This weekend, President Obama is taking a working trip. This journey will include a visit to India, as well as Japan. The Obama India trip is mostly for relationship building, and when no huge changes in the relationship are expected, it has been highly envisioned. The cost of this trip has been reported as high as $200 million a day. Is this a true report, and is the trip worth it.
Over-reported expense of India trip for Obama
One Indian news outlet reported the cost of the Obama India trip at $200 million per day. The $200 million per day estimate is probably a little too high although the White House won't say what the cost of the journey was. White House spokesman Tommy Vietor addressed this India trip cost rumor:
“Due to security concerns, we are not able to outline details associated with security procedures and costs, but it’s safe to say these numbers are wildly inflated.”
India somewhere Obama went for relationship building
The four day journey to India had been made by Obama for a reason. This had been so the two nations could have stronger interactions developed. The United States of America trades about $40 billion a year with the country. Also, a civic nuclear agreement is there between the two countries. India’s foreign minister, Nirupama Rao, addressed Obama’s India trip by saying “We aren’t at a stage in our relationship maybe for one more big bang, but certainly there can be positive outcomes.”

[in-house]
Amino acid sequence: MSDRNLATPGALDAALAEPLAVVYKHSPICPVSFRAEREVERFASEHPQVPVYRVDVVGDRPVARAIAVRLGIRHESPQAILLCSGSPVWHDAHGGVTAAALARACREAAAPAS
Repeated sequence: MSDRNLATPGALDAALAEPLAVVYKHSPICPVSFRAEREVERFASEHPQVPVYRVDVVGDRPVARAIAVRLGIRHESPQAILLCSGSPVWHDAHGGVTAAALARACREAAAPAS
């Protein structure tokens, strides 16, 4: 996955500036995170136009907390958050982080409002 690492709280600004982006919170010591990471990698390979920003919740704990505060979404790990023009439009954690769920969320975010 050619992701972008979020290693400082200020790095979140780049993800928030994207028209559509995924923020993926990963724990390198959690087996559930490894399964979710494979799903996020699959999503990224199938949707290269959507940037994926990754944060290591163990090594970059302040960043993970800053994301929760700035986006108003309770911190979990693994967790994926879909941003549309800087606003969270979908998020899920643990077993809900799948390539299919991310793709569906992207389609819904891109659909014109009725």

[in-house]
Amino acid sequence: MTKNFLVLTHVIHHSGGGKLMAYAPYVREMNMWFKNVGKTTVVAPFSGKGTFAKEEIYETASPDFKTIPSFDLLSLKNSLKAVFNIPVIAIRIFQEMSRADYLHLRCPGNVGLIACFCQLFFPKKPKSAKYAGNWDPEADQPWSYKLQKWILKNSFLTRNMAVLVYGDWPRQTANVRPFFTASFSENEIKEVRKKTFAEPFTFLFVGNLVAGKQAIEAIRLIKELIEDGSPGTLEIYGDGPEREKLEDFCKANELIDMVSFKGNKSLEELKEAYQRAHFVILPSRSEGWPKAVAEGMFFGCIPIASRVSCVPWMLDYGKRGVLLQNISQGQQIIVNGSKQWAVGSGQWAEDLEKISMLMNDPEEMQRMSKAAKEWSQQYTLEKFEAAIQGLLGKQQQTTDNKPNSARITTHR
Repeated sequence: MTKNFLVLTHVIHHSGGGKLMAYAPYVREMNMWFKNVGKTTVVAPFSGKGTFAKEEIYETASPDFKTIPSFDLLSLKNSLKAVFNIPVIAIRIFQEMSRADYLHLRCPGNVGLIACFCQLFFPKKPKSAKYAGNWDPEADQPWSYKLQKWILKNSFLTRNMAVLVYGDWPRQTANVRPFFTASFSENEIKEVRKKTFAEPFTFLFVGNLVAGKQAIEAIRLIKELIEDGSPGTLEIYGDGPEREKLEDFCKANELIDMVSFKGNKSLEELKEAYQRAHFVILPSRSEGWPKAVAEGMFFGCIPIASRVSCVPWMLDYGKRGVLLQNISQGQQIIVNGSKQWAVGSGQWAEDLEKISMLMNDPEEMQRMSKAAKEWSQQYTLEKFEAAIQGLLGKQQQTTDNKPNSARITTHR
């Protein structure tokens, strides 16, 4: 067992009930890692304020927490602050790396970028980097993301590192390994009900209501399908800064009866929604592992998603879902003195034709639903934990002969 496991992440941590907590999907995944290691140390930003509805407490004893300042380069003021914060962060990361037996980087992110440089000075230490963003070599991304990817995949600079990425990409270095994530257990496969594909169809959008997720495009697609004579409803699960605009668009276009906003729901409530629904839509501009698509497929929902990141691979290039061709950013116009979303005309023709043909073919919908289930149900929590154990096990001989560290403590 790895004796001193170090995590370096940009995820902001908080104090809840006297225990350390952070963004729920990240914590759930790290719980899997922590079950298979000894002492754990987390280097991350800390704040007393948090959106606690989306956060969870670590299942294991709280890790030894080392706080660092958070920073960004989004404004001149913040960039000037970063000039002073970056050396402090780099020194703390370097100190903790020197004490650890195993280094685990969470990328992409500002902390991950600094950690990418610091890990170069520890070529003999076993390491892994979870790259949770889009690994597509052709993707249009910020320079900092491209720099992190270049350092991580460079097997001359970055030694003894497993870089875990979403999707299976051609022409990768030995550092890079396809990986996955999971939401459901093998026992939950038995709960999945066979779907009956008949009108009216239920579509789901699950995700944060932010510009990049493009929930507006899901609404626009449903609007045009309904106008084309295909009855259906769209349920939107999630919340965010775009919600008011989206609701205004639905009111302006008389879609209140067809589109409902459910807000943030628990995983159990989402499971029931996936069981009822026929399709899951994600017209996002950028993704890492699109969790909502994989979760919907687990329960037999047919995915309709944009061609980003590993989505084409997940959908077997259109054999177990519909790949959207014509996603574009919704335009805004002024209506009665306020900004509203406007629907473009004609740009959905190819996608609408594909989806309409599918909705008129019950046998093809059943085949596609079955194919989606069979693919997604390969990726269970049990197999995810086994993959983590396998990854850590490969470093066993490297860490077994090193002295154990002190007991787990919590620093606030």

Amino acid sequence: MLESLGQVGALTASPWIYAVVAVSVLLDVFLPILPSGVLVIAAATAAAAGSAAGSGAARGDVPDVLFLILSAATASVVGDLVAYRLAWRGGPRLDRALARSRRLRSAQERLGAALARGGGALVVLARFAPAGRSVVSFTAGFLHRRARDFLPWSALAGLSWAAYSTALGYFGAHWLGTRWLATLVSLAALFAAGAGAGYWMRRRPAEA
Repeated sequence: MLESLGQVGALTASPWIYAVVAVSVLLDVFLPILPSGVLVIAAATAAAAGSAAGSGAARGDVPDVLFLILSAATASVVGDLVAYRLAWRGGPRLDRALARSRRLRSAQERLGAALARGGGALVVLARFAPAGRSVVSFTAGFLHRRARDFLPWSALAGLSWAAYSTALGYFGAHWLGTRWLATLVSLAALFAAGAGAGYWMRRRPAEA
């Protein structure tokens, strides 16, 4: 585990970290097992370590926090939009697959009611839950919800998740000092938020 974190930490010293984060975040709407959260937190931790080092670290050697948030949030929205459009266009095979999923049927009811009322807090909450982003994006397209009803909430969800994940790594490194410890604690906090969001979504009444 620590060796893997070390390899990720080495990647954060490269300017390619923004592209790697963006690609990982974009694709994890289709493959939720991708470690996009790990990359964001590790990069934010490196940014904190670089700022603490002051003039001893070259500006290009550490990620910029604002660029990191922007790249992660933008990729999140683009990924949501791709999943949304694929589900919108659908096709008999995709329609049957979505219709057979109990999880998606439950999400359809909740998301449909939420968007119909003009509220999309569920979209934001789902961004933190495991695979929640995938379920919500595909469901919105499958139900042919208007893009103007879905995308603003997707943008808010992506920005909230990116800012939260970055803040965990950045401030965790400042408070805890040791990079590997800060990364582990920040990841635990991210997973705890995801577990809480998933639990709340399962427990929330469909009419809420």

Why presidential vacation carries a heavy cost
The trip Obama made to India surely expense cash. Various million each day had to be paid for it. When a president travels, it's not by himself. The White House has to tag along. This is so they can talk about any major issues while on the journey along with making sure they continue working. Most of the cost of any trip is really for security for the President, and on trips such as this, media organizations pay their own way – with a no payday loans no fax if necessary. The Obama India trip is going to be the exact same amount as usual for an international trip. U.S. working class individuals do not have to worry about paying extra.